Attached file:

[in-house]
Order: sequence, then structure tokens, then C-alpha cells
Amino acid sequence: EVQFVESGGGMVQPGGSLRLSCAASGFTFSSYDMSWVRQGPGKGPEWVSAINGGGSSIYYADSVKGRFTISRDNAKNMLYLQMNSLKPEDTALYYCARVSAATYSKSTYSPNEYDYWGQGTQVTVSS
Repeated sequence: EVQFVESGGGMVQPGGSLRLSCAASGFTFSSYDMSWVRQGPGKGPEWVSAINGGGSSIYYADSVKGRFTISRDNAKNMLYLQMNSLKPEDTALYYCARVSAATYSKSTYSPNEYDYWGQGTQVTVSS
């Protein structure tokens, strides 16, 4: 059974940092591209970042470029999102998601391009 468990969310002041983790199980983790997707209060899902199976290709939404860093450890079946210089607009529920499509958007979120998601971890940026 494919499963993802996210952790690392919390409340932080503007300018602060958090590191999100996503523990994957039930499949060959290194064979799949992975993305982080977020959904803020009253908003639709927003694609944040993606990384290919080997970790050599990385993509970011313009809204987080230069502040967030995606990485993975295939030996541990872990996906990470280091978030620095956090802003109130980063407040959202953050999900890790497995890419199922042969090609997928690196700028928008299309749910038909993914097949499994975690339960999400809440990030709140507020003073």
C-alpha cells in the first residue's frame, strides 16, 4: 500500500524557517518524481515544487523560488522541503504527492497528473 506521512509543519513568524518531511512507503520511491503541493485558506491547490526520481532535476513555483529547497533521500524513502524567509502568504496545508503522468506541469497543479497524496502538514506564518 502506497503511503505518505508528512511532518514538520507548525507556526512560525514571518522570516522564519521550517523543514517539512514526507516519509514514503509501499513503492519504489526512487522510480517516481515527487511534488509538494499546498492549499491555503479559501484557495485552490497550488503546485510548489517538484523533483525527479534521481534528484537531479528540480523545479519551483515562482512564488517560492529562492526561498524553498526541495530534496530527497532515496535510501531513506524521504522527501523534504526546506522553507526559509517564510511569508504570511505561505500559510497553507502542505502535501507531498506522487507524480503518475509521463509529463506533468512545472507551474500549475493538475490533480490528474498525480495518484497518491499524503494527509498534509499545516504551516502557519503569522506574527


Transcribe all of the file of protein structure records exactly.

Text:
[in-house]
Order: sequence, then structure tokens, then C-alpha cells
Amino acid sequence: EVQFVESGGGMVQPGGSLRLSCAASGFTFSSYDMSWVRQGPGKGPEWVSAINGGGSSIYYADSVKGRFTISRDNAKNMLYLQMNSLKPEDTALYYCARVSAATYSKSTYSPNEYDYWGQGTQVTVSS
Repeated sequence: EVQFVESGGGMVQPGGSLRLSCAASGFTFSSYDMSWVRQGPGKGPEWVSAINGGGSSIYYADSVKGRFTISRDNAKNMLYLQMNSLKPEDTALYYCARVSAATYSKSTYSPNEYDYWGQGTQVTVSS
């Protein structure tokens, strides 16, 4: 059974940092591209970042470029999102998601391009 468990969310002041983790199980983790997707209060899902199976290709939404860093450890079946210089607009529920499509958007979120998601971890940026 494919499963993802996210952790690392919390409340932080503007300018602060958090590191999100996503523990994957039930499949060959290194064979799949992975993305982080977020959904803020009253908003639709927003694609944040993606990384290919080997970790050599990385993509970011313009809204987080230069502040967030995606990485993975295939030996541990872990996906990470280091978030620095956090802003109130980063407040959202953050999900890790497995890419199922042969090609997928690196700028928008299309749910038909993914097949499994975690339960999400809440990030709140507020003073």
C-alpha cells in the first residue's frame, strides 16, 4: 500500500524557517518524481515544487523560488522541503504527492497528473 506521512509543519513568524518531511512507503520511491503541493485558506491547490526520481532535476513555483529547497533521500524513502524567509502568504496545508503522468506541469497543479497524496502538514506564518 502506497503511503505518505508528512511532518514538520507548525507556526512560525514571518522570516522564519521550517523543514517539512514526507516519509514514503509501499513503492519504489526512487522510480517516481515527487511534488509538494499546498492549499491555503479559501484557495485552490497550488503546485510548489517538484523533483525527479534521481534528484537531479528540480523545479519551483515562482512564488517560492529562492526561498524553498526541495530534496530527497532515496535510501531513506524521504522527501523534504526546506522553507526559509517564510511569508504570511505561505500559510497553507502542505502535501507531498506522487507524480503518475509521463509529463506533468512545472507551474500549475493538475490533480490528474498525480495518484497518491499524503494527509498534509499545516504551516502557519503569522506574527